South London: Reducing drug harm in the community

18 August 2021

Written by: Lambeth Council

News and announcements

Following a national warning of a sharp rise in the number of overdoses linked to people using drugs in several areas across England, which has sadly resulting in a number of deaths, Lambeth council and its partners are engaging with users to highlight the danger.

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South London: Reducing drug harm in the community

Public Health England (PHE) have said to date, there have been at least 46 poisonings resulting in 16 deaths, but investigations are still ongoing. The areas affected include South London, the South East, South West and East of England.

They have said that there are early signs that the overdoses may be caused by heroin mixed with a potent and dangerous synthetic opioid, but further work is needed to confirm any links between the cases.

PHE has issued an alert to all local public health and drug services, making them aware of the problem and asking them to reach out to drug users outside of the drug treatment system, as well as those accessing addiction services.

In response the council is working with health partners and other agencies on alerting drug users to the increased risks, there have been increased patrols by police officers and council wardens at known drug use hotspots as well as intelligence led policing to tackle supply.

This has been backed up by increase outreach sessions at key locations, information sharing and extra distribution of naloxone, which can temporarily reverse the effects of overdose.

Anyone in Lambeth who is unsure of the substances that they are using, be that from a new supply or supplier, it looking different, or rumours about its quality, should phone 020 3228 1500 for advice. This is a drug and alcohol services run by the South London and Maudsley NHS Foundation Trust.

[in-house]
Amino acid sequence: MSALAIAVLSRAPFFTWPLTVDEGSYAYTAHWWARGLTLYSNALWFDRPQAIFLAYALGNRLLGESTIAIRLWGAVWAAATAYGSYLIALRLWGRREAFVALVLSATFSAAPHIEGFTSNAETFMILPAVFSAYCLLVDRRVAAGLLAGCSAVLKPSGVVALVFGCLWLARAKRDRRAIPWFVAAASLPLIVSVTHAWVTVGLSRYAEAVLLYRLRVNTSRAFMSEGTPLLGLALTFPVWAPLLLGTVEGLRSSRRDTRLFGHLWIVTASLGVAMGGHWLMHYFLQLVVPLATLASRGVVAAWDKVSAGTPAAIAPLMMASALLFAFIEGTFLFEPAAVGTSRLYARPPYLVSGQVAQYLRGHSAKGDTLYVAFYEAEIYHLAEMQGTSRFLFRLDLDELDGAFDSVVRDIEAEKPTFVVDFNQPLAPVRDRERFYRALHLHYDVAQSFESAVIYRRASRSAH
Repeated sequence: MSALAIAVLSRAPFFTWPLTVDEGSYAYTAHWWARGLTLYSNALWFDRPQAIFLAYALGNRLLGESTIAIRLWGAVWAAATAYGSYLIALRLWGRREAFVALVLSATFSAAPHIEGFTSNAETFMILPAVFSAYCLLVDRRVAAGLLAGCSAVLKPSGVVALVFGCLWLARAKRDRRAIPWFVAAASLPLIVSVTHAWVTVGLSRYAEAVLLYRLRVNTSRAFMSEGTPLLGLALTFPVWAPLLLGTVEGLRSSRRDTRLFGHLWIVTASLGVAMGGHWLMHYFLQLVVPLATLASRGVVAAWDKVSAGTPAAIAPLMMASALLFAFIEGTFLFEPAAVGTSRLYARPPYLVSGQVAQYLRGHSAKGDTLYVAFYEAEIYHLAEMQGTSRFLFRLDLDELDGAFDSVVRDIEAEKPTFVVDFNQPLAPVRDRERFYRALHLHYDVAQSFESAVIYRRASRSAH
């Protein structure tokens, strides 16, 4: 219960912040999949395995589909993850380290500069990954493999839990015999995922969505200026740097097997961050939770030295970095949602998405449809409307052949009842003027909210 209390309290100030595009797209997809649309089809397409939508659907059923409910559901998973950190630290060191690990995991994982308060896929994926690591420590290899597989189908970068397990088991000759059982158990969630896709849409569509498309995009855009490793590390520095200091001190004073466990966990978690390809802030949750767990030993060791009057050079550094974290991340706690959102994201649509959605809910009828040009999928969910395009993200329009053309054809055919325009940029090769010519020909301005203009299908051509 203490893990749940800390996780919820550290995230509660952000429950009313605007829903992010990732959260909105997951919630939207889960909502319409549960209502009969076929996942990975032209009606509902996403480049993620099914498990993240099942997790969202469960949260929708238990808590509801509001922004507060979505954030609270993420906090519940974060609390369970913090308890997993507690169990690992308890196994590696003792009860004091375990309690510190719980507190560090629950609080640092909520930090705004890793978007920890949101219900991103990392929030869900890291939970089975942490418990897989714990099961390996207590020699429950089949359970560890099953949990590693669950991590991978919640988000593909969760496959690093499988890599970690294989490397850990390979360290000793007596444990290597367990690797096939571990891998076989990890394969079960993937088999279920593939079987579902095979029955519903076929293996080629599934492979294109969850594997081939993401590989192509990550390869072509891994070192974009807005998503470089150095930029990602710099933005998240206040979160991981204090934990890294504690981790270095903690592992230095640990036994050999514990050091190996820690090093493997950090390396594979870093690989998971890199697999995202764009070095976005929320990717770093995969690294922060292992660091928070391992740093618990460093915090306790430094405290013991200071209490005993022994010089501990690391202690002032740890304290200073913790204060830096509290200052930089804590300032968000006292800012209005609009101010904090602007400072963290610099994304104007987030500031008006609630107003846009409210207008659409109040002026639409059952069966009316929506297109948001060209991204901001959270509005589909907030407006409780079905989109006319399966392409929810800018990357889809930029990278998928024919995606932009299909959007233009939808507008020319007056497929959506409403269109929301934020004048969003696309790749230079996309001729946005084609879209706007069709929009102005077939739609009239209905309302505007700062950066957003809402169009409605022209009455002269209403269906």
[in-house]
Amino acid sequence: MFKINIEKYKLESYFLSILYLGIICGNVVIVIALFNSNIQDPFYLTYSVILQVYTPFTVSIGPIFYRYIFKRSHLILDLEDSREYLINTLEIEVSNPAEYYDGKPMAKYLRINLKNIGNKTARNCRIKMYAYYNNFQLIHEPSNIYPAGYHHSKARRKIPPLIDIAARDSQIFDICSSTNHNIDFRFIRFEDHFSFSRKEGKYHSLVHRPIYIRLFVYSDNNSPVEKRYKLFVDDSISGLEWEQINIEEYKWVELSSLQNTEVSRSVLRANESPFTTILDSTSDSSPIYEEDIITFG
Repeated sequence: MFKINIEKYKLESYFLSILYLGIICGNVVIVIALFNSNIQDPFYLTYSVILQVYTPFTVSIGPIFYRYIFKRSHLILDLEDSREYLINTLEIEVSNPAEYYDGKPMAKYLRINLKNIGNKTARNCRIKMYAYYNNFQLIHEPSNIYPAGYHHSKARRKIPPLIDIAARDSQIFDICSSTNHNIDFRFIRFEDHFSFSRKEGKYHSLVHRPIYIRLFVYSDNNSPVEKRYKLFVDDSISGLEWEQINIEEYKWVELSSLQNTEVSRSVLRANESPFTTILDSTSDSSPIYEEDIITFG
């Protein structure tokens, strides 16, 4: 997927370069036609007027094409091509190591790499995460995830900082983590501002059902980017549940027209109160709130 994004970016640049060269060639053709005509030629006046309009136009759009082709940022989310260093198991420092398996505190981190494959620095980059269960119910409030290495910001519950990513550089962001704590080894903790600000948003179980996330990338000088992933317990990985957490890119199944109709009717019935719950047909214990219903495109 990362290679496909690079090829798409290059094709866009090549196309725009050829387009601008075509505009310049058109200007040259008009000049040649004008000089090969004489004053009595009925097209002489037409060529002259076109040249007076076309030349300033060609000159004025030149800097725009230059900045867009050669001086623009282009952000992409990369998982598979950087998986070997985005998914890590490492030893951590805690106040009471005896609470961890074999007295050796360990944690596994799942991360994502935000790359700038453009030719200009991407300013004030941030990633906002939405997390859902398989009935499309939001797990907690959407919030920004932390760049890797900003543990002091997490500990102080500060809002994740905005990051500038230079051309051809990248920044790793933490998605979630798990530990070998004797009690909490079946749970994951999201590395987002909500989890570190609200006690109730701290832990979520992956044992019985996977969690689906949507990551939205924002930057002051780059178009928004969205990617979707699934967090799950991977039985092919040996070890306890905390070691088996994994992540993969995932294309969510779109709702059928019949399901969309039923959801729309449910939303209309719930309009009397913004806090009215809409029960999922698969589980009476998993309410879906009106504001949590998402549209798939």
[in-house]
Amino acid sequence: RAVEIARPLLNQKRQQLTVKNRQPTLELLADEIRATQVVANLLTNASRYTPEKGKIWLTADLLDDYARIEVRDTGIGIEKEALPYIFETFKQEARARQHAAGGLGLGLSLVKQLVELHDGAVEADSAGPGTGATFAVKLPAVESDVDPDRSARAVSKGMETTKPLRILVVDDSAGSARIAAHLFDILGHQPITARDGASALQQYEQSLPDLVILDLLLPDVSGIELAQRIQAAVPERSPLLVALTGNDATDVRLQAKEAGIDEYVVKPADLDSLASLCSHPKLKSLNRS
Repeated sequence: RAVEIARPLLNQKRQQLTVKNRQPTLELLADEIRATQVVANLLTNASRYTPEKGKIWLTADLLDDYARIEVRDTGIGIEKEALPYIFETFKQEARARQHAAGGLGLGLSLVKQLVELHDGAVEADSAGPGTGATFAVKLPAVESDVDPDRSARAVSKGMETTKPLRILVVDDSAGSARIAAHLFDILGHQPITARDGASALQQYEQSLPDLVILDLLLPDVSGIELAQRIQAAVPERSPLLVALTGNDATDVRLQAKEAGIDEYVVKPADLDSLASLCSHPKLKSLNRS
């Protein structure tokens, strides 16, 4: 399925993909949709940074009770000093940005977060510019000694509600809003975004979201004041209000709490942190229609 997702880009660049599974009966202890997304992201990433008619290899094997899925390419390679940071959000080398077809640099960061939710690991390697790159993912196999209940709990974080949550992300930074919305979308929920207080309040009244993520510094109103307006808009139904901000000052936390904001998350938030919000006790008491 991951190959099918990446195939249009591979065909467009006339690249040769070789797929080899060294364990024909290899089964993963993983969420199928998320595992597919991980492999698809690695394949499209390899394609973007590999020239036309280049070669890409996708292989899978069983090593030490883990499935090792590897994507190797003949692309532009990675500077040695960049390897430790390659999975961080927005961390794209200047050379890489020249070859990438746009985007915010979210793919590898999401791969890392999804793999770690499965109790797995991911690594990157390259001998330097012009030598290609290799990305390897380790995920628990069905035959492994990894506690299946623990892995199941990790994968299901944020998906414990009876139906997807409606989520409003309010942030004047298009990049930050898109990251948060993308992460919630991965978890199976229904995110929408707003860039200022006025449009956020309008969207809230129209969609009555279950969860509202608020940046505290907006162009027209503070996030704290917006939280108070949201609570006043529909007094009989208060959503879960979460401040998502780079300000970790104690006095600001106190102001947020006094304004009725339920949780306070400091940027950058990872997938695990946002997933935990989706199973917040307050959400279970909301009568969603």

Drug service staff have been asked to ensure that all drug users, and anyone who might be with them if an overdose occurs, understand how to spot the signs of an overdose and always carry naloxone – and know how to use it.

Drug users are being advised never to use alone and to test a small amount of any drug they intend to use first. Information on reducing harm has been provided to all agencies for promotion to users.

In addition to access to naloxone, easy access to effective drug treatment, including opioid substitution treatment, is critical as there are fewer heroin overdose deaths reported among people attending drug services.

PHE is working with the National Police Chiefs’ Council (NPCC) and National Crime Agency to investigate the incidents and prevent further deaths.

NPCC Drugs Co-ordinator Lead Mark Lay said: “There have been a concerning number of drug overdoses reported in recent days in specific parts of the country, and sadly, some of these cases have resulted in deaths. At this time, there’s nothing to suggest that there is a direct link between any of the areas affected.

“Drug dealers target and exploit some of the most vulnerable people in society. Forces are working at pace with local partners to ensure that such communities are being informed of the risks, and the dangers of drug and substance abuse.

“As always, I would urge anyone who is offered drugs to contact their local force with any information which might help the police to find those responsible and get dangerous drugs off the streets.”